Conflicting Narratives Add to Tensions in Kyrgyzstan
Attempts by the interim Kyrgyz government to control media coverage of the bloodshed in Osh and Jalal-Abad and to blame its political opponents for the unrest appear to be aggravating tensions in southern Kyrgyzstan. Uzbek community representatives, in turn, charge that the interim government has imposed de-facto censorship to conceal alleged ethnic cleansing in southern Kyrgyzstan.
In what was described as an attempt to stabilize the situation in Osh, officials on June 11 suspended the operations of Osh-based, Uzbek-language media outlets such as OshTV and Mezon TV. Residents in Osh and Jalal-Abad, the two southern towns most affected by the unrest, report that KTR and EL-TR, the only state-affiliated TV-stations allowed to cover the situation, are providing coverage that appears to downplay the scale of the tragedy.
In the latest measure, the Information Coordination Center of the Interim Government distributed a June 14 statement among major Kyrgyz media outlets that urged journalists to use data provided by the interim government as their only source of information, Ferghana.ru reported.
The statement also called on journalists to “abstain from calling the unrest interethnic because today it is clear that the root of the conflict are the provocations organized by armed militants and criminal elements to promote the interests of the political forces that support them.”
Kyrgyz officials blame ousted President Kurmanbek Bakiyev and his supporters for fanning the unrest in the south with the goal of undermining a June 27 constitutional referendum. On June 14, local media outlets reported that Paizullabek Rahmanov, a Jalal-Abad-based former Bakiyev loyalist and a member of Bakiyev’s party Ak Jol, had been arrested and accused of masterminding the violence in Jalal-Abad.
The same day, Kubatbek Baibolov, commandant for the Jalal-Abad region, claimed that Bakiyev’s supporters hired ethnic Tajiks to act as agents-provocateur.
“In different parts of town, some people are driving around in cars with blackened windows and shooting at representatives of both ethnic groups [Kyrgyz and Uzbek],” Baibolov alleged to journalists, claiming to hold “irrefutable evidence and confessions of detainees.”
“These are groups consisting of impoverished citizens of Tajikistan who have been specially trained. They were hired by people close to the Bakiyev family, who lost power.”
Bakiyev has refuted the allegations that he plotted the clashes, saying that the interim authorities are trying to shift the blame for their own failures.
Some observers in Osh, where sympathies sometimes tend to run more strongly in Bakiyev’s favor, question the claim that Bakiyev’s supporters or criminal elements instigated the unrest in the region.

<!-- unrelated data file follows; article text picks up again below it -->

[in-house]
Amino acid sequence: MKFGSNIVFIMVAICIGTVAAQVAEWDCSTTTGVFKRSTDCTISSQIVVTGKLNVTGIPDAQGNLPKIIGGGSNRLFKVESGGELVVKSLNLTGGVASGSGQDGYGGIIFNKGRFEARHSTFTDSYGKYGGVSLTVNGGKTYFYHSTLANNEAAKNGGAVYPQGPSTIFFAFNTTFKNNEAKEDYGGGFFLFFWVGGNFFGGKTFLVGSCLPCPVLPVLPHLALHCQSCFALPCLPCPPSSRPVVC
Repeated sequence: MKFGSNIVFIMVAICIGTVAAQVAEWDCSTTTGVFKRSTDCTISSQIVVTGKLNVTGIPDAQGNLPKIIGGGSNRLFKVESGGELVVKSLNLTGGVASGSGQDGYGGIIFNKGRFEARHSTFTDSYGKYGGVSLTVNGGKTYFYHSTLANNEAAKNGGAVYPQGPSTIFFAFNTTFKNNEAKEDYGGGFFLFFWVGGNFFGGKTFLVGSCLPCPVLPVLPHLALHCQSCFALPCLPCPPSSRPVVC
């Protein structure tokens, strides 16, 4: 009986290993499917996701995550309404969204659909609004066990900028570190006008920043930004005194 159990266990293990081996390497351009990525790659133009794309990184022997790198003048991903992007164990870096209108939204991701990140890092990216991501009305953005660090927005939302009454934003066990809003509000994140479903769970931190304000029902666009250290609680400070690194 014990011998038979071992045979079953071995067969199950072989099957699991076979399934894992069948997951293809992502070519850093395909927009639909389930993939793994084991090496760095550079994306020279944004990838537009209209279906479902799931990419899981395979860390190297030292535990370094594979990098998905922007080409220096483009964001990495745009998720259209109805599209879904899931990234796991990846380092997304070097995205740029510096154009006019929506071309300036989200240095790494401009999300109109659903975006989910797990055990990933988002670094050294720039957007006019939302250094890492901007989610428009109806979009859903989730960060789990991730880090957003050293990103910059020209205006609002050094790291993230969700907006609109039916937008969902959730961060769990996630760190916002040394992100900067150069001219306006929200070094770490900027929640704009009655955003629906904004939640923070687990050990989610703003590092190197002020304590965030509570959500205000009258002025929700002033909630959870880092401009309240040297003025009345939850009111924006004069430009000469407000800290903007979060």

“Such allegations are partially true. But the causes of the conflict are deeply rooted,” commented Ulugbek Sokin, an ethnic Uzbek journalist based in Osh. “It is a result of pent-up frustrations, decades of animosity between the Kyrgyz and the Uzbeks.”
“It is clear that the complete weakness of the [interim] government brought about this tragedy,” Sokin continued. “If they had responded [to this crisis] with much stronger force, they would have been able to prevent this.”
One Osh resident, who remains in an ethnic Uzbek neighborhood cordoned off by make-shift barricades, argued that the government-run TV stations “are lying to people” about the scale of the clashes.
“They are showing things that suggest that nothing serious has happened,” he said. “They are not showing the bodies of hundreds of people who were massacred . . . “
Eyewitnesses in Osh estimate the number of people killed at 700; the interim government puts the figure at 178.
To counter the censorship, Uzbek community leaders are trying to deliver their own message. On June 13, Jalaluddin Salakhudinov, chairman of the Uzbek Cultural National Center, distributed an open appeal to Uzbek President Islam Karimov in which he called on Uzbekistan to take action in relation with the unrest.
Calling the bloodshed “a logical result” of Bakiyev’s treatment of Kyrgyzstan’s ethnic minorities, Salakhudinov asserted that “We have all the reasons to say that today we have a genocide of our people, which the current authorities are unable to stop.”
While the Uzbek government has not officially responded to Salakhudinov’s appeal, Uzbekistan’s Andijan State TV has offered extensive coverage of the refugees in camps built in the Andijan region, close to the Kyrgyz border.
In June 14 reports on Andijan State TV, refugees from the Osh region described the bloodshed as a state-orchestrated genocide. Some observers interpret the broadcast as a sign that the Uzbek government tacitly supports the ethnic Uzbek version of events.
One former adviser to ousted President Askar Akayev has taken issue with such depictions of the crisis.
“This thought is now spread across the whole world and is helping to shape a definite opinion about our [Kyrgyz] people as a violent, savage and unrestrained and blood-thirsty people,” Osmonakun Ibraimov fumed to AKIpress.
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